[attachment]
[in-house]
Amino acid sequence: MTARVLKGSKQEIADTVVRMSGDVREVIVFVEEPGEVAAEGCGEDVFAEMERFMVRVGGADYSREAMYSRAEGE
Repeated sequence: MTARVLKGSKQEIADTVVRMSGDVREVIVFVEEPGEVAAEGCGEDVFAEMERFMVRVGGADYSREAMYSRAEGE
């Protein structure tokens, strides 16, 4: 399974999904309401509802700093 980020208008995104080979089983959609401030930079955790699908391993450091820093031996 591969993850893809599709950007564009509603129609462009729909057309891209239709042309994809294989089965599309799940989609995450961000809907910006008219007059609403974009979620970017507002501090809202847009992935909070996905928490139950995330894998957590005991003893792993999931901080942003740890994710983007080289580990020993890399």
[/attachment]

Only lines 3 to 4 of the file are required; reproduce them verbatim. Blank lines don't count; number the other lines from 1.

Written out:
Repeated sequence: MTARVLKGSKQEIADTVVRMSGDVREVIVFVEEPGEVAAEGCGEDVFAEMERFMVRVGGADYSREAMYSRAEGE
């Protein structure tokens, strides 16, 4: 399974999904309401509802700093 980020208008995104080979089983959609401030930079955790699908391993450091820093031996 591969993850893809599709950007564009509603129609462009729909057309891209239709042309994809294989089965599309799940989609995450961000809907910006008219007059609403974009979620970017507002501090809202847009992935909070996905928490139950995330894998957590005991003893792993999931901080942003740890994710983007080289580990020993890399």